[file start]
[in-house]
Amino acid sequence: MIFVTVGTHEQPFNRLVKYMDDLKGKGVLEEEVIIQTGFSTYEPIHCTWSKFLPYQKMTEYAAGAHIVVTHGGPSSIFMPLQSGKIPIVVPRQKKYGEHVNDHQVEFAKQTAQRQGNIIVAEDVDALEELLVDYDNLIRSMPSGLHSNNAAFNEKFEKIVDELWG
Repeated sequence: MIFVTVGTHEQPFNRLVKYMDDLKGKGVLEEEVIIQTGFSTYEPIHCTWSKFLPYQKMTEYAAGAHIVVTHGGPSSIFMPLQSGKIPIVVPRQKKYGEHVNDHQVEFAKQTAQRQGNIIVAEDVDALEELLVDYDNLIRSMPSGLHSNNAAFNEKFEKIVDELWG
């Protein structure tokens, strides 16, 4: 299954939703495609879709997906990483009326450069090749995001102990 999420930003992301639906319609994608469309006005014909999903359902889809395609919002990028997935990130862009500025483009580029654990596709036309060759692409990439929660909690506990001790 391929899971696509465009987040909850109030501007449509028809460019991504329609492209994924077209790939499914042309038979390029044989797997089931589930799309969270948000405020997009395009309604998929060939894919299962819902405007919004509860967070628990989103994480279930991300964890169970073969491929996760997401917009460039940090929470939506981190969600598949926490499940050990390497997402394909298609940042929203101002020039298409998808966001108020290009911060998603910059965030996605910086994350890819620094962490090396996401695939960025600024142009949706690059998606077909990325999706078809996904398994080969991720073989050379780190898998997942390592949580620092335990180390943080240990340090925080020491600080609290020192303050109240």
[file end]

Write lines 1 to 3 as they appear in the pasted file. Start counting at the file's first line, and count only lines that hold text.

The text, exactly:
[in-house]
Amino acid sequence: MIFVTVGTHEQPFNRLVKYMDDLKGKGVLEEEVIIQTGFSTYEPIHCTWSKFLPYQKMTEYAAGAHIVVTHGGPSSIFMPLQSGKIPIVVPRQKKYGEHVNDHQVEFAKQTAQRQGNIIVAEDVDALEELLVDYDNLIRSMPSGLHSNNAAFNEKFEKIVDELWG
Repeated sequence: MIFVTVGTHEQPFNRLVKYMDDLKGKGVLEEEVIIQTGFSTYEPIHCTWSKFLPYQKMTEYAAGAHIVVTHGGPSSIFMPLQSGKIPIVVPRQKKYGEHVNDHQVEFAKQTAQRQGNIIVAEDVDALEELLVDYDNLIRSMPSGLHSNNAAFNEKFEKIVDELWG